Inclusion: the ultimate irony

The push for inclusion in humanitarian action comes from an understanding that the social and cultural landscapes in which we operate may pave one person’s road to recovery with smooth and solid stone, while filling another’s with potholes and obstacles. Yet, our understanding of gender, racial, social and cultural inequality within the sector itself is lagging.

Inclusive humanitarian action is a growing priority. In recent years, the global humanitarian sector has been making great strides in its efforts to design and implement inclusive programming. A plethora of documents outlining standards and guidance exist to enhance an inclusive response, both at a global and organisational level. Budget lines, resourcing and donor requirements are just some of the other factors that are strengthening the push for a more inclusive response.

This push to include more and more of the world’s most vulnerable into the humanitarian response system, has come from a place of understanding that not everyone has an equal footing in this world. An understanding that the social and cultural landscapes in which we operate may pave one person’s road to recovery with smooth and solid stone, while filling another’s with potholes and obstacles.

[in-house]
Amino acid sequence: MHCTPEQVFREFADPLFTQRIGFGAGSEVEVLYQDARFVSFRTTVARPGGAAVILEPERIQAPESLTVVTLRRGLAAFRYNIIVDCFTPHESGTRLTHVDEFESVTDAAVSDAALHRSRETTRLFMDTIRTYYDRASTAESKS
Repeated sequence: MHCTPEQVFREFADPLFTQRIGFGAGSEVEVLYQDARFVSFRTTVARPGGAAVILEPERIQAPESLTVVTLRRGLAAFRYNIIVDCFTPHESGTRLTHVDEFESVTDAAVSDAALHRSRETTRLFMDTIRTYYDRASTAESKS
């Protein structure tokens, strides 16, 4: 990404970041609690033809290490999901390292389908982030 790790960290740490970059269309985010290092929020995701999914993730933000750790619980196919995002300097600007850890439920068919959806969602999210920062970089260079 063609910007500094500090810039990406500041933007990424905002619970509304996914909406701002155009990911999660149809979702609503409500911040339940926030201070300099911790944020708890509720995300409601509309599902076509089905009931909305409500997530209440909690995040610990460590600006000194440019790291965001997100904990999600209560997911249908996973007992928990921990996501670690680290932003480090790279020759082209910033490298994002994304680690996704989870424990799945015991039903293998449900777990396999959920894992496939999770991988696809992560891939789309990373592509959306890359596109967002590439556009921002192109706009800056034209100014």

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Photo credit: Mike Mozart.

This understanding has been key in beginning to re-evaluate and revolutionise humanitarian response for women and girls, sexual and gender minorities, marginalised ethnic populations and persons with a disability. Yet, our understanding of gender, racial, social and cultural inequality within the sector itself is lagging.

The irony

The irony is that we have yet to turn that depth of understanding on ourselves, to our headquarters and operational contexts. The gender, social and cultural inequality we aim to address in our programmes is less examined in humanitarian organisations, and as recent research demonstrates, in our own leadership teams.